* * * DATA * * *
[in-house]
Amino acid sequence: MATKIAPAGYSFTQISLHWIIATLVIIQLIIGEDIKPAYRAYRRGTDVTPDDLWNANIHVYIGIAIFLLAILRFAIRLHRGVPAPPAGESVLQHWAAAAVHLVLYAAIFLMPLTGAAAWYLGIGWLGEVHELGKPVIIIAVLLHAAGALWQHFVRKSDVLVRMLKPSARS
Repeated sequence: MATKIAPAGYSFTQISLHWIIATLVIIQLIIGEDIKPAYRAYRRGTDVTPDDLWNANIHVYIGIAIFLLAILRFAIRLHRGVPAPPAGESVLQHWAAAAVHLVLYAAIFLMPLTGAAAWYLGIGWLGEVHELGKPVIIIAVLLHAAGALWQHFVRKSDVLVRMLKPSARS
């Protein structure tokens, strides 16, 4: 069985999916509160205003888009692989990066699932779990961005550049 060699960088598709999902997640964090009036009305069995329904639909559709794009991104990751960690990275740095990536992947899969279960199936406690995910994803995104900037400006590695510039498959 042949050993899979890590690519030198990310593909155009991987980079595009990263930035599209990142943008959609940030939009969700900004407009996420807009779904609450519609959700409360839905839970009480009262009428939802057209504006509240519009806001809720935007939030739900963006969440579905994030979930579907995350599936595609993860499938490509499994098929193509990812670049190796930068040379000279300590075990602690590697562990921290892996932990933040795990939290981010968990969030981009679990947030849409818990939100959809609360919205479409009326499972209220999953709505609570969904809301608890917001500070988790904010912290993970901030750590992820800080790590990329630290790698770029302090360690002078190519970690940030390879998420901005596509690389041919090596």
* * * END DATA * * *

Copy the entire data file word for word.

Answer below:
[in-house]
Amino acid sequence: MATKIAPAGYSFTQISLHWIIATLVIIQLIIGEDIKPAYRAYRRGTDVTPDDLWNANIHVYIGIAIFLLAILRFAIRLHRGVPAPPAGESVLQHWAAAAVHLVLYAAIFLMPLTGAAAWYLGIGWLGEVHELGKPVIIIAVLLHAAGALWQHFVRKSDVLVRMLKPSARS
Repeated sequence: MATKIAPAGYSFTQISLHWIIATLVIIQLIIGEDIKPAYRAYRRGTDVTPDDLWNANIHVYIGIAIFLLAILRFAIRLHRGVPAPPAGESVLQHWAAAAVHLVLYAAIFLMPLTGAAAWYLGIGWLGEVHELGKPVIIIAVLLHAAGALWQHFVRKSDVLVRMLKPSARS
């Protein structure tokens, strides 16, 4: 069985999916509160205003888009692989990066699932779990961005550049 060699960088598709999902997640964090009036009305069995329904639909559709794009991104990751960690990275740095990536992947899969279960199936406690995910994803995104900037400006590695510039498959 042949050993899979890590690519030198990310593909155009991987980079595009990263930035599209990142943008959609940030939009969700900004407009996420807009779904609450519609959700409360839905839970009480009262009428939802057209504006509240519009806001809720935007939030739900963006969440579905994030979930579907995350599936595609993860499938490509499994098929193509990812670049190796930068040379000279300590075990602690590697562990921290892996932990933040795990939290981010968990969030981009679990947030849409818990939100959809609360919205479409009326499972209220999953709505609570969904809301608890917001500070988790904010912290993970901030750590992820800080790590990329630290790698770029302090360690002078190519970690940030390879998420901005596509690389041919090596």